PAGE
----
I don’t think any crew member has ever been fond of paperwork and if we’re talking about excel spreadsheets, then they are just too unstable and not fit for purpose. Luckily, there are plenty of options out there and over the past few years we’ve seen companies offering a menu of services. So rather than having to purchase the whole package, crew pick and choose which elements they really need help with, then we imagine they slowly adopt more of the software tools when an element of trust has been built up.
The target market for software varies from captains, to heads of department, chief engineers, to management companies, shipyards and technical/owner reps, but the core deliverable is to hold all the information in a central location, in a real time basis, have it presented in an intuitive manner and to allow for an element of adaptability for each individual yacht. Once again I’ve seen software companies working with large corporations or even government departments try and proffer their goods within our industry, but it just doesn’t work out for them. You can’t just implement the system and walk away and the developers need to know the industry, which is why we see many successful software companies run by people who are either ex-crew or who have been within the commercial shipping industry or yachting industry for years. They understand the wants and needs, know how to communicate and understand the required deliverables.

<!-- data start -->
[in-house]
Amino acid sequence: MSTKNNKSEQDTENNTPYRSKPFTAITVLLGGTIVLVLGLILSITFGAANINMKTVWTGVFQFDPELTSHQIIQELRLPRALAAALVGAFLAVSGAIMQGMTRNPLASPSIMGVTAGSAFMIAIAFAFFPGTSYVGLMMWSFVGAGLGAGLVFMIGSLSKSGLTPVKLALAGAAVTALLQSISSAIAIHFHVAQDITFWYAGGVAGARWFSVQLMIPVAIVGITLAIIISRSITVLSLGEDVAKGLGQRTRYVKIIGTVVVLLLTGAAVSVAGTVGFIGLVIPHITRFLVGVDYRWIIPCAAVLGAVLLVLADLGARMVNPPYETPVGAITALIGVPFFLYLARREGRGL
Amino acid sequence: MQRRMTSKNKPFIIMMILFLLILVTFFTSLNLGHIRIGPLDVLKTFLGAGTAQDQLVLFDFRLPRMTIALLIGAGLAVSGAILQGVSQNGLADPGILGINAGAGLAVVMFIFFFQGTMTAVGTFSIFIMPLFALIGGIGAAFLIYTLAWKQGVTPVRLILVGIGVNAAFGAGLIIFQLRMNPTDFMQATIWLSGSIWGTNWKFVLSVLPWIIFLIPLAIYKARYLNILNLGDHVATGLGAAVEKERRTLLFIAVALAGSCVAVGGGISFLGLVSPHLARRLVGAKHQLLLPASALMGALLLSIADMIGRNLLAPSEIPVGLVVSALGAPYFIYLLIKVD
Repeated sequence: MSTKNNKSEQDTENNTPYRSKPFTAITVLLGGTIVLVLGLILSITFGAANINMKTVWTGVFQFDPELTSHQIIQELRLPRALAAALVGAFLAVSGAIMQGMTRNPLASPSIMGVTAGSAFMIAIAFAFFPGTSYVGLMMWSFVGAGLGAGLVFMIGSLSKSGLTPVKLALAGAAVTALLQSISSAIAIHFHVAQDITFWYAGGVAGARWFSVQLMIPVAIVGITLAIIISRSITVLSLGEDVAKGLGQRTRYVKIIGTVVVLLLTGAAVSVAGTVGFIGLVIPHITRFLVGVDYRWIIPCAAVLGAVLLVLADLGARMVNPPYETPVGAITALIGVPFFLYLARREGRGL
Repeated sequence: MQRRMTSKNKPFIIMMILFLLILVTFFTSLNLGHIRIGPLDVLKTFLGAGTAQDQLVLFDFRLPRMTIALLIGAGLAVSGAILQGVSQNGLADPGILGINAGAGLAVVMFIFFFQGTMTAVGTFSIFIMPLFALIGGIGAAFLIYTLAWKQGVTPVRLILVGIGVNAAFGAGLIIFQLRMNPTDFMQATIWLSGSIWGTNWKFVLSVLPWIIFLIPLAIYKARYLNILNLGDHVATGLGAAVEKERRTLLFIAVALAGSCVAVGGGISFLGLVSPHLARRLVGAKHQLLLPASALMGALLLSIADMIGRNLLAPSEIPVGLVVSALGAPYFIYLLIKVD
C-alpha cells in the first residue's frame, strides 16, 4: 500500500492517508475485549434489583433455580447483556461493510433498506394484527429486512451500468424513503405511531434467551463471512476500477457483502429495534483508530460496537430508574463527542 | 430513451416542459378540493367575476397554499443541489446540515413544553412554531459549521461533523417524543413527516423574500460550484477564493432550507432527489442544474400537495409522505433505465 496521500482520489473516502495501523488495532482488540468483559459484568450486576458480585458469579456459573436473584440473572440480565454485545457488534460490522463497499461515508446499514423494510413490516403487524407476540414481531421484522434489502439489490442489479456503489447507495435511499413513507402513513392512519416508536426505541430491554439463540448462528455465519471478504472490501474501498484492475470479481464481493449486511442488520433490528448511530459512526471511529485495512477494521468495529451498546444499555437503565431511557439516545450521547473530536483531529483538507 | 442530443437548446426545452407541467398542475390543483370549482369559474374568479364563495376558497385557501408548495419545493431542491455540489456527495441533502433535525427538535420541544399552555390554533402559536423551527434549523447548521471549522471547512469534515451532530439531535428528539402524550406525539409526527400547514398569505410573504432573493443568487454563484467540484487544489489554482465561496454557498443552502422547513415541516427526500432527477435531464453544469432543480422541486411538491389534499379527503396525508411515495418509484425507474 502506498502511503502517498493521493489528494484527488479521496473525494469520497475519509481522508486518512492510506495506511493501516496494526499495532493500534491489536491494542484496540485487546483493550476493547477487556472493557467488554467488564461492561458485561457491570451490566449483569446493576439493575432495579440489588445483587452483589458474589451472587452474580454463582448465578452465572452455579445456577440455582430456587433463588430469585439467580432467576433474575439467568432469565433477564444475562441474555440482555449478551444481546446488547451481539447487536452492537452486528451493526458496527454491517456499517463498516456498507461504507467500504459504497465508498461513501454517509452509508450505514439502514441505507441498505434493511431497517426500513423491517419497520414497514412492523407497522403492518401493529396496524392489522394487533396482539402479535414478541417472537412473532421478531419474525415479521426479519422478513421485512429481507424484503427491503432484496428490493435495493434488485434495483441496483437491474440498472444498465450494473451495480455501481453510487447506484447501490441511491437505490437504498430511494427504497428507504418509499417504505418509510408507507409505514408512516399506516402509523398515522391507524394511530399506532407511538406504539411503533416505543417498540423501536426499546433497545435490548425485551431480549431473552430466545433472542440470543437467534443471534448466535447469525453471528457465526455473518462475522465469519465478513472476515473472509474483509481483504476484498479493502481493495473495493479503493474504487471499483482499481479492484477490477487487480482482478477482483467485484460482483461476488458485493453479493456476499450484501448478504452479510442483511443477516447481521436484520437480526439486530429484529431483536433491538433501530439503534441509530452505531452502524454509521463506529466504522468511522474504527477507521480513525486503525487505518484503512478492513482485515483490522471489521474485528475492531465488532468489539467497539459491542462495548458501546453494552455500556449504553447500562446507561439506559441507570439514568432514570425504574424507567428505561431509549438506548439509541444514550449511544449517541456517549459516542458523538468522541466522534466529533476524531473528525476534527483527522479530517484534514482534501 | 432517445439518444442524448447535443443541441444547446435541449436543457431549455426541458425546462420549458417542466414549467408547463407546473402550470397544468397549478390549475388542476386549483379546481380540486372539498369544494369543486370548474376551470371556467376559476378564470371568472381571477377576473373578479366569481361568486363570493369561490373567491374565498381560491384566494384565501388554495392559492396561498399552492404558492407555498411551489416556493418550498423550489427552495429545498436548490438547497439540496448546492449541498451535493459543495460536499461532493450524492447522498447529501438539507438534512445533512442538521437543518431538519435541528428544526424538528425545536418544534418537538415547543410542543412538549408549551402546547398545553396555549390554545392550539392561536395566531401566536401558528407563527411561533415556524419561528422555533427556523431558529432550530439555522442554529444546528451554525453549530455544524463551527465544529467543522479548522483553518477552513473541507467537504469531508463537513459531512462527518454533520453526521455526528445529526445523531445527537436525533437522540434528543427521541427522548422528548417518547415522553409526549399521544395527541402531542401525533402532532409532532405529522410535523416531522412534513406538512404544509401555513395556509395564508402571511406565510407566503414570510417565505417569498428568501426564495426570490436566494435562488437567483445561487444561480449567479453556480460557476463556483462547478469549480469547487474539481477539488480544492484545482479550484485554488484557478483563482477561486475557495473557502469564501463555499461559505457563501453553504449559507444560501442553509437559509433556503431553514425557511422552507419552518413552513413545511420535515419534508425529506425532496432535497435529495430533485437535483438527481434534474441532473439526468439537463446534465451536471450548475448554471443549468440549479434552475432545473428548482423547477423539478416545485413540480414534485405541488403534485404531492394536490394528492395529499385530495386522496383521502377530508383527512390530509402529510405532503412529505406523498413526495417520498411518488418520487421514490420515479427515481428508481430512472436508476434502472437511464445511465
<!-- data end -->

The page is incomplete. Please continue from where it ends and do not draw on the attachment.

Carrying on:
The audio visual and guest experience segment is vast but once again we’ve seen players come and go. The worst element here is the prices companies think they can charge for ‘bespoke’ entertainment systems and for some reason if you move an entertainment system from a multi-million dollar property to a yacht, the price doubles.